There has been very little work done on technology involving the atmospheric treating of petroleum products in recent years. It is believed that by incorporating a number of certain advancements in recent technology developed by the present Assignee, a significant step forward will be made.

In particular, the utilization of:

    • 1. Auger tank de-sanding, as is known and provided by the present Assignee.
    • 2. Two phase thermo siphon tank heating as shown in the Lange patent application mentioned herein before.
    • 3. And a combination of both between the flow line and storage tank will create a low cost, very effective mini or micro treating system that simply does not exist today.

The components can be made any length, diameter or material make up that is required to achieve the desired temperature rise or fall, (this system may also be a cooler).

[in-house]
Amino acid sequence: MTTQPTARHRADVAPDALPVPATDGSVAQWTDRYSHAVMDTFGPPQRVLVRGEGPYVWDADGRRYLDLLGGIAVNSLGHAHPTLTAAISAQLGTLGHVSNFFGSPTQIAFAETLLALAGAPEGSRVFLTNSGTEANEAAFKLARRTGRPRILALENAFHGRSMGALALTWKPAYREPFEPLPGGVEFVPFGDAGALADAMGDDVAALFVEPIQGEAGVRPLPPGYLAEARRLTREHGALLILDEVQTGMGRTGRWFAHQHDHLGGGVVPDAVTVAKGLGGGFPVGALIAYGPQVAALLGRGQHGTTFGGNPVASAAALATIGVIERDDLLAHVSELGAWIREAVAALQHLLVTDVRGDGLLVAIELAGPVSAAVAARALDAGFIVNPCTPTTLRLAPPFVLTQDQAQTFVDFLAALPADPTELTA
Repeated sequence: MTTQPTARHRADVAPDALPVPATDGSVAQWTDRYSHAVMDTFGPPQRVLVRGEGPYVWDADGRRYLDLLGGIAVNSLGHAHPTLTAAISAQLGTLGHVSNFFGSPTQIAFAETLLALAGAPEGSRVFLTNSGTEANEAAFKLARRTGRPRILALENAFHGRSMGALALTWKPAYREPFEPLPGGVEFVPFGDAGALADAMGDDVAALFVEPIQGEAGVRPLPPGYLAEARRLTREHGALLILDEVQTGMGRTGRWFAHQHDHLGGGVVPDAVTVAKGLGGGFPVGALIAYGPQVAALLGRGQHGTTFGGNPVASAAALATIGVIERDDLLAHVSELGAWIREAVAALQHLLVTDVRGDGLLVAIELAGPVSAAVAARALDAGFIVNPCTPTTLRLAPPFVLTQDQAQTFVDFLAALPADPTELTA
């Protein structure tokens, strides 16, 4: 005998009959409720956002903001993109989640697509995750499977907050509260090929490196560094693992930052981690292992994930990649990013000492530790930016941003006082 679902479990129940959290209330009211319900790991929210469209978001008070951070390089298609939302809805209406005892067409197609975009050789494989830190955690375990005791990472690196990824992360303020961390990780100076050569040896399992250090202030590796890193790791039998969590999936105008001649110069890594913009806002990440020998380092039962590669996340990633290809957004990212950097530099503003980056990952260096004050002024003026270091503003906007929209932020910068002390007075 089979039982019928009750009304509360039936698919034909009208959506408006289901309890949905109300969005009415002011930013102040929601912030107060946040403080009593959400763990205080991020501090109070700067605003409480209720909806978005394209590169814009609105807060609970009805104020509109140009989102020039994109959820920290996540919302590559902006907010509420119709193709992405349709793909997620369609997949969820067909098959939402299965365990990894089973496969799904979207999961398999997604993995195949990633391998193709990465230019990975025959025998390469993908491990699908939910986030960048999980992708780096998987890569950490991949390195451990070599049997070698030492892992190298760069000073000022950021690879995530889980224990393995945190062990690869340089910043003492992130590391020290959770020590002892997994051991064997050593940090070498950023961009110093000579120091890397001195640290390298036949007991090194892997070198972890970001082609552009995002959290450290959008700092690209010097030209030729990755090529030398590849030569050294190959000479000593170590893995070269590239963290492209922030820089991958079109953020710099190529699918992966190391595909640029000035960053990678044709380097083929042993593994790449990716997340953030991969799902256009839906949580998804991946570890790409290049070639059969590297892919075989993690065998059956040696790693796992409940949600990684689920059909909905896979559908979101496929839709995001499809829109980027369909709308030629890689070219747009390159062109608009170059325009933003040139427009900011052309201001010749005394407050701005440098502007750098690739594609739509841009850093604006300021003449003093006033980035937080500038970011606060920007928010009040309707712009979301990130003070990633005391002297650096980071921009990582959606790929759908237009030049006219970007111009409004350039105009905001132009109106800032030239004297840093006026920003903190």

The heating system disclosed in the above PCT application of Lange has a condenser portion which may be the jacketed are however it may also include the auger shaft as well as the flighting section if rotating mechanical seals and double wall auger flighting were incorporated. The heating system may utilize a condenser of standard design in the production tank (controlled by flow valves) the greatest amount of heat however will go to the heating of the duct 20.

The following features may be considered in the flighting designs:

    • 1. The auger design may incorporate multi purpose capability.
    • 2. Simple helical flights of standard design can be used for low cost solutions.